Tools for Success in Recovery

Maintaining recovery is a life-long process. Many don’t realize that once they make it through the initial treatment program, the first year, or the first five years of sobriety after addiction, they still must work at and maintain their recoveries. That’s because life has its ups and downs, there are stressful events that happen to everyone from adding or losing a member of the family, job loss, career change, going back to school, raising kids. You name it, it can be a stressor that, if not prepared for can lead a person to fall back into old habits.

Just like most plans for “getting rich quick,” fail for long-term success, so too do overly simple solutions for recovery. The truth is you must put in the time and efforts to keep it going. From the advice and recommendations of experts in the field of addiction and from information gathered from sober community members, here are some tools to keep your recovery successful over the long-term.

Coping Skills

One of the first things you learn in recovery is new coping skills. Whether you learned new skills in behavioral therapy or otherwise, your treatment programs probably taught you some skills such as mindfulness, checking in with your own well-being or connecting with your higher power to help you overcome triggers and peer pressure. Just because you’re no longer inside those walls doesn’t mean you can let those practices go. Keep at them regularly for the best chances at success.

Don’t Overestimate Your Strength

While you should have confidence in yourself and your sobriety, you shouldn’t over estimate your strength in avoiding temptations. That doesn’t mean you can’t go anywhere or have any fun, but it certainly means you shouldn’t go to certain places with specific people that you know are apt to get you into trouble. It’s not worth it, so skip the temptation and save your strength for a real situation that isn’t avoidable.

Be Open

Be open in what you take from and give back to recovery. That means be open enough to discuss hard times. If you’re following your routine and getting bored, tell someone. If you’re going through something tough, talk with your sponsor and get the help you need. Alternately, be sure to be purposeful when giving back. You’d be surprised how much you’ll gain from helping others.

N.D. “6 Strategies to Maintain Recovery”. Addiction Campuses. (website). 2018
  • 7 Commentsby Likes|Date
  • I can never get past one week clean off heroin and have done prob 200 detoxes in the 15 years I've been on it. Can't mentally or physically take it anymore and feel close to ending it.
  • @Hurley hey there! thanks for reaching out!! i'm sorry you're continuing to struggle.... i'm sure it can be disheartening to say the least... would love to know more about your situation and besides detox, what have you tried??

    also, here's a great place for you to go if you're thinking suicidal thoughts.. please reach out:

    we are here to support you however we can... feel free to come back every day and keep in touch here. we really do care about you and your well-being.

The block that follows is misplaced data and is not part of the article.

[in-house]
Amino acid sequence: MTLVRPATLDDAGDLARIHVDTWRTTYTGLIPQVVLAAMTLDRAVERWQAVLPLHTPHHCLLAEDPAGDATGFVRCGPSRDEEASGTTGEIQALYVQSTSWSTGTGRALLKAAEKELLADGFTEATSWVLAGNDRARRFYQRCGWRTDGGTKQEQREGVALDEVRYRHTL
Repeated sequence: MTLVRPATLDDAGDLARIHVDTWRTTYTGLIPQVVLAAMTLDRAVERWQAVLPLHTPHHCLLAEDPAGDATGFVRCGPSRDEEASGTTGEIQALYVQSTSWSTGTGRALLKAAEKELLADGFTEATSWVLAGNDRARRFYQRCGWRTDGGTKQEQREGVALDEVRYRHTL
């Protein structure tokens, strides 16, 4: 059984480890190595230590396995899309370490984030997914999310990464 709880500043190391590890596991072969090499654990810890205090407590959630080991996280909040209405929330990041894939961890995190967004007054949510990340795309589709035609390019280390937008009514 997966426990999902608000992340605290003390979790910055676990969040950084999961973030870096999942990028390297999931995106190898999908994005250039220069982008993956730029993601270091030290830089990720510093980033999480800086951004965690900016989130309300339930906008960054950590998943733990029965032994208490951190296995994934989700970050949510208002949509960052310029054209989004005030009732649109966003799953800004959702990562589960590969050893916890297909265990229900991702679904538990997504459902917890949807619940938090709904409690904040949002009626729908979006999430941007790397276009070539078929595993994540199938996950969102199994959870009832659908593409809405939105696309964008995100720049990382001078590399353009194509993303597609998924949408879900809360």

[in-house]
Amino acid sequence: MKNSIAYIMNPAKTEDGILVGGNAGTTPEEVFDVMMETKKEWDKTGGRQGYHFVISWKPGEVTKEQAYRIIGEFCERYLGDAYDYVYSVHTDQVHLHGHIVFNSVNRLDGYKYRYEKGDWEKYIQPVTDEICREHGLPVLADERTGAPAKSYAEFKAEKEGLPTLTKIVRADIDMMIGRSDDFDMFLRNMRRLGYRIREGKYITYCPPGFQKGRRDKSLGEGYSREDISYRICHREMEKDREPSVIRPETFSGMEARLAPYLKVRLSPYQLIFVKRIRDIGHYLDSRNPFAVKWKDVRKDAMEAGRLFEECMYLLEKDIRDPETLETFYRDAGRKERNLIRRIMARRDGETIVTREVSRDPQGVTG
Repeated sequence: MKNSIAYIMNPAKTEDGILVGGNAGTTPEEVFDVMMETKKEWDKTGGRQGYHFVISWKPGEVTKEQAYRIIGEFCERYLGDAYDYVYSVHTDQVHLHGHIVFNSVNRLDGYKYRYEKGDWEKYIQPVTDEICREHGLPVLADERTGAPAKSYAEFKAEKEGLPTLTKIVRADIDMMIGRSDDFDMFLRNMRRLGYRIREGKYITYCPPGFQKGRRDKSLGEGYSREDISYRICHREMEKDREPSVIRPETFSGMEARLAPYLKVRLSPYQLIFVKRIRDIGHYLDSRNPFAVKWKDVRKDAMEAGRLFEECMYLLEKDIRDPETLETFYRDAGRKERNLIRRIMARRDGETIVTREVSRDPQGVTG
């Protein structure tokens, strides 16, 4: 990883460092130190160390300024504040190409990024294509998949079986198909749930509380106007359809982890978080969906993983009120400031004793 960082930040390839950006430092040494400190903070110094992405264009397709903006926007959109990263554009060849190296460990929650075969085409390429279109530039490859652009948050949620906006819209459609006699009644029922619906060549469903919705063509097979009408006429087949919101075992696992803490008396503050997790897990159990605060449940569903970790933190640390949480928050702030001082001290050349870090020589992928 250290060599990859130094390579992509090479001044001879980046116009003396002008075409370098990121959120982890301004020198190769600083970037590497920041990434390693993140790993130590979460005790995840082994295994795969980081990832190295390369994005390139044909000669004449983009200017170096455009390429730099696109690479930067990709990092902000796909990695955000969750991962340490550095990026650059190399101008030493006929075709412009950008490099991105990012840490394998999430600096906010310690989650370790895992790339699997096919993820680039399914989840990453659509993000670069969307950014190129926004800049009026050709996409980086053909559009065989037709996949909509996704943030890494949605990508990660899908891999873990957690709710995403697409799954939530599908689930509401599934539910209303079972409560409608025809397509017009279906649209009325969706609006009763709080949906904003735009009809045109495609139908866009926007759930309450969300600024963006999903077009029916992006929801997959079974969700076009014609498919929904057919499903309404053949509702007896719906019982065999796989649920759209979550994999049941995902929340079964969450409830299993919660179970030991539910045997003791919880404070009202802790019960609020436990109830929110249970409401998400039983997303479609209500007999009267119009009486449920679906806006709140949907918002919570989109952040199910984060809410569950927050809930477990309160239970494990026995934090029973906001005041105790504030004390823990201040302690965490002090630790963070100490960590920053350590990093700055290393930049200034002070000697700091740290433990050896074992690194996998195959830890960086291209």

sending positive vibes your way!
  • Is this the right way to communicate ? As in in the comment box?don't really know my way about the site yet so wanted to make sure before I explain situation
  • @Hurley... Welcome to the community. I'm glad you found us. You can type in the comment box if you'd like; or go to the "What Brings You Here?" section of the forum and start a new thread. (That would actually be the best way for you to share and explain your situation.) Here's the link to that section:

    I'm sending you positive energy and lots of hope. Share your story with us so we can help, okay?
  • Having a depression is one of the worst mental diseases there is, one of the symptoms is constantly feeling terrible in a manner of not wanting to live, a vicious circle of feeling horrible that only gets worse until one takes the right action.
    While being in a depression I observed one of the constant re-occurring thoughts I was having was “I feel bad” “I feel terrible” “I don’t want to live” “I feel horrible” “I am depressed”. These negative thoughts were constantly arising and I was continuingly telling them to myself, I then realized what if I turn these thoughts around! Every time I got a though of “I feel terrible” or “I feel depressed” I turned the thoughts around to; “I feel good”, or “I am happy”, lying to myself, it gave me a strange feeling in the stomach and initially, it was difficult to lie to myself. When you feel bad to tell yourself you feel good is not an easy thing to do, this is the key lesson of this book to remember to continually turn the negative thoughts around as they come, to re-program the brain and to get out of the viscous circle of depression, into a viscous circle of happiness. After a month of continually turning negative thoughts around I started to feel normal again, even happy
  • I will try this. I have had negative thoughts about myself for decades and refuse to believe when people say positive things about me, my character. Why do I treat myself so horribly. It has caused so much pain. Resulted in so many negative consequences.
  • @Legs1331 many of us have those underlying types of beliefs about ourselves. i picked mine up in early childhood.... therapy helped me deal with some of them...and reading plenty of self-help books too. ;)

    have you ever done some intense therapy for a season? to really get after those types of thoughts?
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